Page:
From Dead Media Archive
What were microforms?
Microfilm is a type of microform. Microforms are miniature reproductions of documents made using photographic techniques. There are three types of microforms -- microfilm (reels of tape, most popular, and the subject of this dossier), microfiche (produced on flat sheets) and microcards (essentially microfiche, but made on cardboard). Microforms are usually images of documents reduced about 25 times from their original size. They are either positive or negative images, but usually negatives, and the individual pieces, before projected through a special reader machine, look similar to slides.
Origins of Microfilm
Microfilm was originally developed in the 1800s, but it was not put into mainstream use until the early 20th century. John Benjamin Dancer created "micro-photographs" in 1839, using the daguerrotype process for photography, and then modified it contemporaneously with advances in photographic techniques, using the collodion process, which allowed for multiple copies of images. This process also used less harmful chemicals and allowed for easier mass production -- both of which helped the advancement of microphotographs as a technology. The technique of micro-photography was not proposed as a method for document preservation until the latter half of the 19th century. The original patent holder for the machine that made microfilm reproductions was George McCarthy, a banker, who used it to create permanent copies of bank records. He called it a "Checkograph" machine and used it to make copes of cancelled checks. The Eastman Kodak Company purchased the rights to the machine in 1928, and moved the technology in a more commercial direction.
What were the main uses of microfilm?
Because of its large storage capacity, microfilm was mainly used for archival purposes. It was originally used for bank records to guard against deterioration as well as to save storage space. The NYtimes starting using microfilm to make copies of their newspapers in the 1930s. Between 1927 and 1935, the Library of Congress used it to make reproductions of 3 million pages of books, and the Harvard University Library started a massive project in 1938 called the "Foreign Newspaper Project" for preservation. The technology was "officially endorsed" by the American Library Association as a way of storing, as well as referencing, materials. Additionally, in a different use, microfilm was actually made useful for communication in the Franco-Prussian War in 1870. Communication was carried between Paris and Tours by pigeon post, and pigeons were not able to carry paper, so they used microfilm to carry large documents in a small format. Once the messages got to their destinations, the microfilms were projected by magic lanterns and copied back onto paper.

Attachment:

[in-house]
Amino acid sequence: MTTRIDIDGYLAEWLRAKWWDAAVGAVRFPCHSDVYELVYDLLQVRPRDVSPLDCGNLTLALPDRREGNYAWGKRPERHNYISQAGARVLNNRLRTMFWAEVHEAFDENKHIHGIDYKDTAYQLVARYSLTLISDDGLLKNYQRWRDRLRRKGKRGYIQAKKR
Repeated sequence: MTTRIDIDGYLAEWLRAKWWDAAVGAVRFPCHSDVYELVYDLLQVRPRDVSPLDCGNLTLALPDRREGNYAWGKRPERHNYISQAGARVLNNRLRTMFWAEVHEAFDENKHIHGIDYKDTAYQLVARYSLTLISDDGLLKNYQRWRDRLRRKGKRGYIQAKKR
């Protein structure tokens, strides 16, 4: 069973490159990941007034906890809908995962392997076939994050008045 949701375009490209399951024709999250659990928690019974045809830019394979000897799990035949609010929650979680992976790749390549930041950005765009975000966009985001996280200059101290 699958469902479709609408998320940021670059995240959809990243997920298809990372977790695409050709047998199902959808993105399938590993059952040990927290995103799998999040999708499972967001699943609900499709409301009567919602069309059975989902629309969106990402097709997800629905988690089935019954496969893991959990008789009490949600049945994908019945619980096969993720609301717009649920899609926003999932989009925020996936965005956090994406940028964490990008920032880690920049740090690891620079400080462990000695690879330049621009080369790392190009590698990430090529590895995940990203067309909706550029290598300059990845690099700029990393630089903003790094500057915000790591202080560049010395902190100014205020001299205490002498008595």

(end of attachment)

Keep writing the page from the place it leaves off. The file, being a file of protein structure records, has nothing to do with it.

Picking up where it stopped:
When a document is transferred to microfilm, they can be reduced to 99% of their original size. A microfilm machine basically works the same way as a modern photocopier - a picture is taken, scaled down, and printed. Microfilm images were printed on special black-and-white film. There are two types of film: silver halide and vesicular. The first is similar to film used in most cameras, using a silver emulsion process. The second, uses microscopic bubbles on a polyester strip of film to create the reproduction, and can be exposed to daylight without fading or deteriorating. Microfilm is surprisingly difficult to destroy. It is nearly impossible to tear it by hand or write on it. An eHow.com article says the only two ways to destroy microfilm are to incinerate it or to feed it through a cross-cut shredder. The readers for microforms are essentially big microscopes, with lenses to enlarge the image and an eyepiece to look through. Desktop reading machines look similar to computer screens; Microfilm reels are fed through a track and projected back to the viewer, who uses knobs to magnify and navigate.
Demise of Microfilm
If stored in the proper conditions, microfilm can last up to 900 years. Since one of the original goals of microfilm was to save space, that goal is being furthered more effectively by digital media. Therefore, microfilm machines are becoming less common, and many companies are converting microform documents to digital scans to make them easier to store, index, and catalog. Digital preservation methods have many advantages over their analog counterparts. One of the main advantages to digital is sharing capacity, as well as actual viewing experience. Microfilm creation machines and readers are still in existence, but it is easier to find a company that will convert your microfilm to digital format than a company that will create new microfilm.